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Mississippi Gardens Newsletter ArchivesCramer's Amazon Celosia may give you the flower farm fever!
Mississippi Gardens Newspaper and Web Column - September 29, 2003

Cramer's Amazon CelosiaFlower farms are so uncommon in our state that I am quite sure most Mississippians have not had the awesome experience of seeing one. Three years ago I made my first visit to a 20-acre flower farm near Austin, Texas and I have not been the same since. Maybe it's my age or maybe it's the gardener in me that loves the experience of viewing the rainbow of colors found in flower fields. I can't help it; I think I've got the flower farm "fever"!

It's not hard to get this feeling, especially after visiting one of Mississippi's own cut flower farms located in George County. David Courtney and his daughter Lisa Wagner were harvesting flowers for their customers in Ocean Springs when I stopped by to check their progress. A portion of their huge field containing vegetables and cotton was dedicated to their cut flower operation. There were zinnias in a gorgeous array of yellow, red, white and purple along with some strawberry-colored Gomphrena, dazzling sunflowers and an assortment of colorful celosias. I was discussing the beautiful condition of the crop with Mr. Courtney when I heard the sound of hummingbirds chirping excitedly in a huge bank of Cramer's Amazon Celosia. I had to get some pictures of this up close.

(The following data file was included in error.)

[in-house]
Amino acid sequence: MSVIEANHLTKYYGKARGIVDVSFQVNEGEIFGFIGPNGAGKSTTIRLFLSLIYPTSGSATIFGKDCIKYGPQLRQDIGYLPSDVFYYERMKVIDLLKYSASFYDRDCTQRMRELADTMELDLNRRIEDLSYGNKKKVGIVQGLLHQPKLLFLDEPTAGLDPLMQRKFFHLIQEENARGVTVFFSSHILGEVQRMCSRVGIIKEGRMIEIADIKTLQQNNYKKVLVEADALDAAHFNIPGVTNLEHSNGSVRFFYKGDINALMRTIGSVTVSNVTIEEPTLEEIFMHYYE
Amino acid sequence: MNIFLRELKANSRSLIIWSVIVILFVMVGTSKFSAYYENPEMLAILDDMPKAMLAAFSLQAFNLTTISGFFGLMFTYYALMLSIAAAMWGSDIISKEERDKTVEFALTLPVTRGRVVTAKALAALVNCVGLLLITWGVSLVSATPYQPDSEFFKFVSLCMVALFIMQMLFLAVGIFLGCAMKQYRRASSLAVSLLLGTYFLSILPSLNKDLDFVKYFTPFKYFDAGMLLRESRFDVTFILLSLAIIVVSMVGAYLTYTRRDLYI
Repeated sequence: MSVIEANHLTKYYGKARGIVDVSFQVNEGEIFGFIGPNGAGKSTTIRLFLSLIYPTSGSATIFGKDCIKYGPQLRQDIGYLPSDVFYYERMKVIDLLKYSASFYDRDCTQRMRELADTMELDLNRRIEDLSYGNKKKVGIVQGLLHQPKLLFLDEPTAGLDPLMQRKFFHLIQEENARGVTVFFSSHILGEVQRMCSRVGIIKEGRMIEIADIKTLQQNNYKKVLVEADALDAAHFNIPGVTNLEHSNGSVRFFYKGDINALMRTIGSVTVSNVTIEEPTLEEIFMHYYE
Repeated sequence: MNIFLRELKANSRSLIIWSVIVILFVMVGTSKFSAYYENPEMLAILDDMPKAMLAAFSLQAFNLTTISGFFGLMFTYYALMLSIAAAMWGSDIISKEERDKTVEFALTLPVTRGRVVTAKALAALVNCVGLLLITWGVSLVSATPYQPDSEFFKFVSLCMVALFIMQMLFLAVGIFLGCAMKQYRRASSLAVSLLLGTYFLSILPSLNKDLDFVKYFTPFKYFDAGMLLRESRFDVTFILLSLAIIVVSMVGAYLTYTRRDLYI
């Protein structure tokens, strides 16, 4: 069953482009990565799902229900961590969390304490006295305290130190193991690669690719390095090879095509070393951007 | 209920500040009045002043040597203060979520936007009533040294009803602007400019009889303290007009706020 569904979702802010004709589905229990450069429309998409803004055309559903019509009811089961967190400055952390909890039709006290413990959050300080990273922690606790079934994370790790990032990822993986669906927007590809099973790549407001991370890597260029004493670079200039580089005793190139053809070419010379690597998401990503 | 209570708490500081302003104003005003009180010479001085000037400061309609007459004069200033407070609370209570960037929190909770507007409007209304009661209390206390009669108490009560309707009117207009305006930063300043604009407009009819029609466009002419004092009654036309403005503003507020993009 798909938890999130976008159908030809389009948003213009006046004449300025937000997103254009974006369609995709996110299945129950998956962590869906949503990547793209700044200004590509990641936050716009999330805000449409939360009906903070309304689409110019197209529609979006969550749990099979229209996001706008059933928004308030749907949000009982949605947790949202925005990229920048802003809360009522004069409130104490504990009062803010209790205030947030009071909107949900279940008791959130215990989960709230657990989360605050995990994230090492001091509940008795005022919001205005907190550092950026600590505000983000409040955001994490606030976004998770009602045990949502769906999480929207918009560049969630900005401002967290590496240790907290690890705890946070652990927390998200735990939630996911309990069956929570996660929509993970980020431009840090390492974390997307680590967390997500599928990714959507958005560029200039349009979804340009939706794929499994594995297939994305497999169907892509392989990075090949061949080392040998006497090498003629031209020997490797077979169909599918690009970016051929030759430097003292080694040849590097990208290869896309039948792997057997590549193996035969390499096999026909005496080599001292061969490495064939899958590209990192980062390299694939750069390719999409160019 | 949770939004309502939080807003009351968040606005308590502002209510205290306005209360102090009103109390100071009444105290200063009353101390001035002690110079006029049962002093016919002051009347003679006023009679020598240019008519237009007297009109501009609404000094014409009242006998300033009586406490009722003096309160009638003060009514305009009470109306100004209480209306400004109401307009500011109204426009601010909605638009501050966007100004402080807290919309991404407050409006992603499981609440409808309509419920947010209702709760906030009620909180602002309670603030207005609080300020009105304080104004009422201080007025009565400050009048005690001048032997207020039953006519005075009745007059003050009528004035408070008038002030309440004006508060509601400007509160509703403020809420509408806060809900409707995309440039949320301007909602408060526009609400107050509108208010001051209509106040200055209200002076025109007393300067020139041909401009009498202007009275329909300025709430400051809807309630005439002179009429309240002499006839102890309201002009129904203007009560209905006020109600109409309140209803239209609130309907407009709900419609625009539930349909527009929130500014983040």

Cramer's Amazon CelosiaIt's not everyday that I find myself situated in a hedgerow of flowering annuals that stand above my head. Many of the stems of Cramer's Amazon were at least 7 feet tall and spiked with deep magenta colored blooms. Besides the outstanding appearance, it was like standing in a hummingbird airport with the excited creatures buzzing and chirping overhead. They were chasing one another as if there weren't enough celosia nectar for all. It was fun to watch them. The butterflies, on the other hand, were also enjoying the scene, but with a much more relaxed approach, taking their time to enjoy each flower. It was really beautiful.

This scenario could easily be repeated in your own back yard next summer. Cramer's Amazon Celosia is an easy plant to grow if it is provided with a sunny location, moderate fertility and well-drained soil. Celosia is probably best greenhouse grown and transplanted into warm garden soil, but it can also be directly sown. Get started by early to mid-April, since it takes 120 to 150 days for Cramer's Amazon to flower. Pinch-prune the plants when they are about 12 inches tall and they will produce a dozen or more stems per plant and a huge number of flowers to go with them. You'll have great fun growing this tropical beauty in your landscape, just watch out for low flying hummingbirds! Happy Gardening!

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These archived columns were written by Kerry Johnson<, a hobby gardener, former weekly newspaper columnist and retired Extension Horticulture Agent for 11 coastal counties in Mississippi.